Gowanus rezoning includes waterfront protections, affordable housing, more

The rezoning and other initiatives would mandate that new developments around the canal be built to withstand tidal surges. Photo Credit: Courtesy of the Dept. of City Planning

Plans include elevating land near the shoreline and creating new parks and bridges over the canal.

The rezoning and other initiatives would mandate that new developments around the canal be built to withstand tidal surges.
The rezoning and other initiatives would mandate that new developments around the canal be built to withstand tidal surges. Photo Credit: Li Yakira Cohen

The city is set to unveil on Wednesday the first look at its preliminary plans to rezone several blocks of Gowanus, which it said will preserve homes and businesses while protecting the Brooklyn neighborhood from rising sea levels. 

The rezoning draft covers the blocks roughly bounded by Bond Street to the west, Baltic Street to the north, Fourth Avenue to the east, and along the Southwest Brooklyn Industrial Business Zone to the south, near the Gowanus Canal and Seventh Street.

The new zoning and other initiatives would mandate that new developments around the canal be built to withstand tidal surges, permit more mixed-use buildings along Fourth Avenue — which would include affordable units and ground-floor art spaces — and create a waterfront green space along the canal.  

“This will assure that the Gowanus that we love today will remain a vibrant mixed-use community for generations of Brooklynites to come,” City Planning Director Marisa Lago said in a statement.

The rezoning draft covers the blocks roughly bounded by Bond Street to the west, Baltic Street to the north, 4th Avenue to the east, and along the Southwest Brooklyn Industrial Business Zone to the south, near the Gowanus Canal and 7th Street.
The rezoning draft covers the blocks roughly bounded by Bond Street to the west, Baltic Street to the north, 4th Avenue to the east, and along the Southwest Brooklyn Industrial Business Zone to the south, near the Gowanus Canal and 7th Street. Photo Credit: Todd Maisel

The zoning proposal, which is available at nyc.gov/gowanus, comes after more than two years of meetings among the city, Brooklyn residents and business owners on strategies to improve the neighborhood’s infrastructure and housing woes. The zoning changes would keep the industrial and commercial distinctions for buildings located between Fourth and Third avenues and along the canal, but it would eliminate "outdated" parking and loading requirements and make it easier to create loft-style buildings.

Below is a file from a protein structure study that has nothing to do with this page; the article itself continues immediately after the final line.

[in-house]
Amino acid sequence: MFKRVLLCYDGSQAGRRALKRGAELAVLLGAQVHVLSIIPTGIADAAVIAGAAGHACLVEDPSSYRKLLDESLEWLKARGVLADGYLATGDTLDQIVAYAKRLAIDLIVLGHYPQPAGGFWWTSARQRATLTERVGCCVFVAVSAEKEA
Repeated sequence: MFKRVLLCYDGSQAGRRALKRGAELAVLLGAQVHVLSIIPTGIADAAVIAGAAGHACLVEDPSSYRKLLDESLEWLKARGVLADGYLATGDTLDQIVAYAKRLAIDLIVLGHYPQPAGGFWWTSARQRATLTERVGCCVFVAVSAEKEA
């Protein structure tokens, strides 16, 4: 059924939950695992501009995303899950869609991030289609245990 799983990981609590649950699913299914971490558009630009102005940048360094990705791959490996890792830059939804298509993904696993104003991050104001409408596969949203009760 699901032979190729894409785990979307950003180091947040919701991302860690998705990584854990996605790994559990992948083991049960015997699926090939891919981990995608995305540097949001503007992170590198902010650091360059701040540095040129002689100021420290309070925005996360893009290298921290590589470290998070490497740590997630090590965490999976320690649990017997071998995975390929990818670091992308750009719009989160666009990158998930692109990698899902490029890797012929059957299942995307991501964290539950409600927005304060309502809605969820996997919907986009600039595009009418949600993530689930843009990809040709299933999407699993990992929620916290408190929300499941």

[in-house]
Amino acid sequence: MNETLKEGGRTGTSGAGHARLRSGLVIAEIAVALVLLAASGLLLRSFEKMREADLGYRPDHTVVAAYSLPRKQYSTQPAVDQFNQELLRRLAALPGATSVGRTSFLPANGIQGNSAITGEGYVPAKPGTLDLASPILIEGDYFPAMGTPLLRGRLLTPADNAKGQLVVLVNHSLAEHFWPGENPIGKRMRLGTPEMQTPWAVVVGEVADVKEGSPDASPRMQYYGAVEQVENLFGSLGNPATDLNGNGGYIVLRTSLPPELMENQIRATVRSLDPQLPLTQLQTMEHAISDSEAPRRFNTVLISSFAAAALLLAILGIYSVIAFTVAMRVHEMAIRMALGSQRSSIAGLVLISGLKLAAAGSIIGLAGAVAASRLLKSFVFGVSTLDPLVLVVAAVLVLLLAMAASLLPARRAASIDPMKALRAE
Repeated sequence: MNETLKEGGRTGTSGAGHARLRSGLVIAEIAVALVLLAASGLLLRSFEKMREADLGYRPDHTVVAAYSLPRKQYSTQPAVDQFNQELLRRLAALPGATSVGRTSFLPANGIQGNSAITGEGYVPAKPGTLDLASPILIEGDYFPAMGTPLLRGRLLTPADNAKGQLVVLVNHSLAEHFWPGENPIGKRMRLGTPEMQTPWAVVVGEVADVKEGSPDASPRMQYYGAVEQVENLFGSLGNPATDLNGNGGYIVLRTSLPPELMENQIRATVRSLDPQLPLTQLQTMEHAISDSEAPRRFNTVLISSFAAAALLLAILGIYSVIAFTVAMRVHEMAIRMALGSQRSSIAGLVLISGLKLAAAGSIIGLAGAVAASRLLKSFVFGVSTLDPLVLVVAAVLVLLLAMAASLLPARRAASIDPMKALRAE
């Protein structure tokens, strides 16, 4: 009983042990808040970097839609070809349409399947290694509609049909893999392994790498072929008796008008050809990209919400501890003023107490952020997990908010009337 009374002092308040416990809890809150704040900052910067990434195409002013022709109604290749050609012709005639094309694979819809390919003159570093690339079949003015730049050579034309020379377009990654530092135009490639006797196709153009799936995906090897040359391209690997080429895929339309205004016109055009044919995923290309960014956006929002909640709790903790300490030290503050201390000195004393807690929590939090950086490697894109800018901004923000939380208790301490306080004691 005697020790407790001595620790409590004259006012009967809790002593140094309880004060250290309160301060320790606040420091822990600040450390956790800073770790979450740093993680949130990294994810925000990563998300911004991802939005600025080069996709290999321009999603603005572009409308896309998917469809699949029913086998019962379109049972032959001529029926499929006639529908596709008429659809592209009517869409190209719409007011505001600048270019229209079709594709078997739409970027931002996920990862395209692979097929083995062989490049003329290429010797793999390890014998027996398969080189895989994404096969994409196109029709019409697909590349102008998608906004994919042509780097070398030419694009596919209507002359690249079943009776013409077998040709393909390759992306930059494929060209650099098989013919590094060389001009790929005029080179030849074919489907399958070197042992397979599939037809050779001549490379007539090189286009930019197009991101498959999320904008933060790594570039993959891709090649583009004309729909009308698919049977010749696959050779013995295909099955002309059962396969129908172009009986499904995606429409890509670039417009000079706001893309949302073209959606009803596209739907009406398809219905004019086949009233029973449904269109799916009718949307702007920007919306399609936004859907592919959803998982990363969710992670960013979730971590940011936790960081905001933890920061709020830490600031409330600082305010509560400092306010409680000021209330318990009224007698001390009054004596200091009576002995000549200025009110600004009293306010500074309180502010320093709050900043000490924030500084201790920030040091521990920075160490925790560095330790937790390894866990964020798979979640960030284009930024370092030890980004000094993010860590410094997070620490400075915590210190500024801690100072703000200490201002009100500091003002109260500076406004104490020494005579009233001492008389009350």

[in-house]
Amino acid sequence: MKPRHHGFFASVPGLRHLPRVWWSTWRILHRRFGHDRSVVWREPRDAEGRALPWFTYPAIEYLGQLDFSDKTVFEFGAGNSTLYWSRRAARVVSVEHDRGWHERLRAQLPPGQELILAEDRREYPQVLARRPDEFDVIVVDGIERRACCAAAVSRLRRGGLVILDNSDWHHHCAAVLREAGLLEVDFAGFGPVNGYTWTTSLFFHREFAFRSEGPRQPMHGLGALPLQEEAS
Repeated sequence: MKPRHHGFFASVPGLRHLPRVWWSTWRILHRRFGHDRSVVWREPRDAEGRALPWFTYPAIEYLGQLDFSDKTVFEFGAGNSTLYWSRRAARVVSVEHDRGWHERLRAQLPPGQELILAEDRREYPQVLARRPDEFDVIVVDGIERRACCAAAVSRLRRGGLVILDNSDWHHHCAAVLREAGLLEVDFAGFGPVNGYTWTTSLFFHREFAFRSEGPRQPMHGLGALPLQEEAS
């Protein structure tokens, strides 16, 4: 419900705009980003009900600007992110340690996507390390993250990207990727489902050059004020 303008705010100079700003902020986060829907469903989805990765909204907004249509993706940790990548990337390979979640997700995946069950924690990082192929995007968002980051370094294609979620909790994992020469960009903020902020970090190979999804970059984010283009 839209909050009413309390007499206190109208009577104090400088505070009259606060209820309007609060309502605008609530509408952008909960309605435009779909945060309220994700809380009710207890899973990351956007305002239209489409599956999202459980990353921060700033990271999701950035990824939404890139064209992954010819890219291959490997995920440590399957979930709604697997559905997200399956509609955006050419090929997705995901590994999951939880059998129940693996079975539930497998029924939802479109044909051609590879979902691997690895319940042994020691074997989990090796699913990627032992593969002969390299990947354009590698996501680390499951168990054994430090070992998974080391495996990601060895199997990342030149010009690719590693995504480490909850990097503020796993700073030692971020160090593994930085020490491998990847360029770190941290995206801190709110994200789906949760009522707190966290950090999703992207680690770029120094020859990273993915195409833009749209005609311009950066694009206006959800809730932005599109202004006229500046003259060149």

The zoning for mixed-use properties along the canal and near Thomas Greene Playground would allow buildings to be more dense, if they save ground-level space for nonresidential uses, such as repair-based shops, nonprofits and arts and cultural centers. Such larger developments, along with any future mixed-used spaces on Fourth Avenue between 15th and Pacific streets, would be required to include some permanently affordable units.

A waterfront access plan that would elevate the land near the shoreline and create new parks and bridges over the canal is also part of the proposal. The rezoning would facilitate the redevelopment of a city-owned lot at the corner of Smith and Fifth streets into a mixed-use, affordable housing building that includes retail and open space.

“The Gowanus draft zoning proposal is a strong next step toward the sustainable, inclusive, mixed-use neighborhood that the community has been envisioning for many years,” City Councilman Brad Lander, who represents the area, said in a statement.

A community organizer who has been discussing development in Gowanus with the city, Karen Blondel, said the plan should encompass more of the neighborhood, including its public housing developments.

“You have a lot of people in public housing who could use the economic opportunity,” said Blondel, who works at Fifth Avenue Committee, a nonprofit. 

City Planning will hold an open house at P.S. 32 on Feb. 6 at 6 p.m. to further discuss the zoning plan with the community. It will release a draft of the proposal’s environmental impact and host a public meeting in the spring.

Once the environmental impact report is finalized, City Planning will begin the formal review process for rezonings. The matter will ultimately come before the City Planning Commission and then the City Council for approval.

Ivan Pereira